Whisk together the flour, sugar, and salt. Work in the butter with your fingers, pastry blender or food processor until pea-sized lumps of butter are still visible, and the mixture holds together when you squeeze it. If you’ve used a food processor, transfer the mixture to a large bowl. Whisk the first egg and milk together and stir them into the dough, mixing just until everything is cohesive, kneading briefly on a well-floured counter if necessary.
Divide the dough in half (approximately 8 1/4 ounces each), shape each half into a smooth rectangle, about 3×5 inches. You can roll this out immediately or wrap each half in plastic and refrigerate for up to 2 days. I would recommend refrigerating it, however. Pastry dough needs to stay cool in order to produces a flaky, buttery crust. I wouldn't risk it, so making the dough a day before is probably the best idea.
If the dough has been chilled, remove it from the refrigerator and allow it to soften and become workable, about 15 to 30 minutes. Place one piece on a lightly floured work surface, and roll it into a rectangle about 1/8″ thick, large enough that you can trim it to an even 9″ x 12″. [You can use a 9" x 13" pan, laid on top, as guidance.] Repeat with the second piece of dough. Set trimmings aside. Cut each piece of dough into thirds – you’ll form nine 3″ x 4″ rectangles (or fourths to make minis). I decided to make the minis because the regulars seemed too big. Also, we have like 20 people on the team so if I just brought 9 of anything, people would riot.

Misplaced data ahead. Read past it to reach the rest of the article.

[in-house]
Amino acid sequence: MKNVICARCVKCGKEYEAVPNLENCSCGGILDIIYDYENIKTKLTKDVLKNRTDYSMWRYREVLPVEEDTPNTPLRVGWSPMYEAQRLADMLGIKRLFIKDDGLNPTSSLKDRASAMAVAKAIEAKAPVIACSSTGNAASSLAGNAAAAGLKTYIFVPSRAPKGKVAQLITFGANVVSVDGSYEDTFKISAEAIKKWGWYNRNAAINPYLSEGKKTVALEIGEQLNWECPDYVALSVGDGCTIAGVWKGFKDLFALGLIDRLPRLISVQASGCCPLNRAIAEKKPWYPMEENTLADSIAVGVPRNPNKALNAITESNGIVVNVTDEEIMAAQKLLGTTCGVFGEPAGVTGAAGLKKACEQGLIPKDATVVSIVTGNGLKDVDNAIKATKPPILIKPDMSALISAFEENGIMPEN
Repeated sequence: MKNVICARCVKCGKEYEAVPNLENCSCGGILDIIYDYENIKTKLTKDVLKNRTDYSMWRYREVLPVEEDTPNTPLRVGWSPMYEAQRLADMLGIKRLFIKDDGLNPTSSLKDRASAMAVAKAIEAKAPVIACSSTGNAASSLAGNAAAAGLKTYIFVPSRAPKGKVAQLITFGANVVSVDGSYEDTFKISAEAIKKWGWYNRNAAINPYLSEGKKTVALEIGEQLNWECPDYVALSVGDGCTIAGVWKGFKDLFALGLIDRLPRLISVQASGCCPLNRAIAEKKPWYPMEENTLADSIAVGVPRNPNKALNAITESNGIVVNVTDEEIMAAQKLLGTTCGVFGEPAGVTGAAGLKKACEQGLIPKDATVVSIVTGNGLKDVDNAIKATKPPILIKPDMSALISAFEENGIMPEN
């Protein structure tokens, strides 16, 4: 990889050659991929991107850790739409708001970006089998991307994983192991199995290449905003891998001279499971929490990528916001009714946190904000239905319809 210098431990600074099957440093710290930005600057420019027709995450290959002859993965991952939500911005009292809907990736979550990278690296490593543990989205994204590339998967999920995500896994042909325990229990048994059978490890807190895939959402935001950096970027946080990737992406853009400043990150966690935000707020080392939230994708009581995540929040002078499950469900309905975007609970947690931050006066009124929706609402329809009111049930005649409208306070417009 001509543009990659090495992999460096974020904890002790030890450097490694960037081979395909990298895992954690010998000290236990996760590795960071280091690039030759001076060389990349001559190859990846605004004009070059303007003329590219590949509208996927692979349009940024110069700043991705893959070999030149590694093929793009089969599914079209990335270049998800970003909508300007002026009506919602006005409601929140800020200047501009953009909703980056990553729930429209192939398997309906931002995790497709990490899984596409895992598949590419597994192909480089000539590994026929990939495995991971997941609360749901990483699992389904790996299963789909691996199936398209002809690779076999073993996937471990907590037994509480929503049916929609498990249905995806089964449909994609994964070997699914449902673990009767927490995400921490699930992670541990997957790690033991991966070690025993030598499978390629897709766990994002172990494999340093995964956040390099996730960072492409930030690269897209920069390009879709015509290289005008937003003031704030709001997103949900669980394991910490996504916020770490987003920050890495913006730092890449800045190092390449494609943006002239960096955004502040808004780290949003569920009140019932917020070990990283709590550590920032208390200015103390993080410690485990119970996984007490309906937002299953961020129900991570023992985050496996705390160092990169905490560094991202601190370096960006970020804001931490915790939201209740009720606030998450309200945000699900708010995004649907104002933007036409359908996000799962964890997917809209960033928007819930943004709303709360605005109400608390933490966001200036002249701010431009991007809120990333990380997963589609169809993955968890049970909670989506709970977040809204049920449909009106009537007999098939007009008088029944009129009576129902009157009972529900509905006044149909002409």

Beat the additional egg and brush it over the entire surface of the first dough. This will be the “inside” of the tart; the egg is to help glue the lid on. Place half a tablespoon (full if making the regular size) of filling into the center of each rectangle, keeping a bare 1/2-inch perimeter around it. See below on how to make the fillings. Place a second rectangle of dough atop the first, using your fingertips to press firmly around the pocket of filling, sealing the dough well on all sides. Press the tines of a fork all around the edge of the rectangle. Repeat with remaining tarts.
Gently place the tarts on a lightly greased or parchment-lined baking sheet. Prick the top of each tart multiple times with a fork; you want to make sure steam can escape, or the tarts will become billowy pillows rather than flat toaster pastries. Brush the tops with the remaining egg wash and sprinkle with sugar. This will give the pop tarts a nice shiny color. Refrigerate the tarts (they don’t need to be covered) for 30 minutes, while you preheat your oven to 350°F.
Remove the tarts form the fridge, and bake them for 20 to 25 minutes, until they’re a light golden brown. Cool in pan on rack.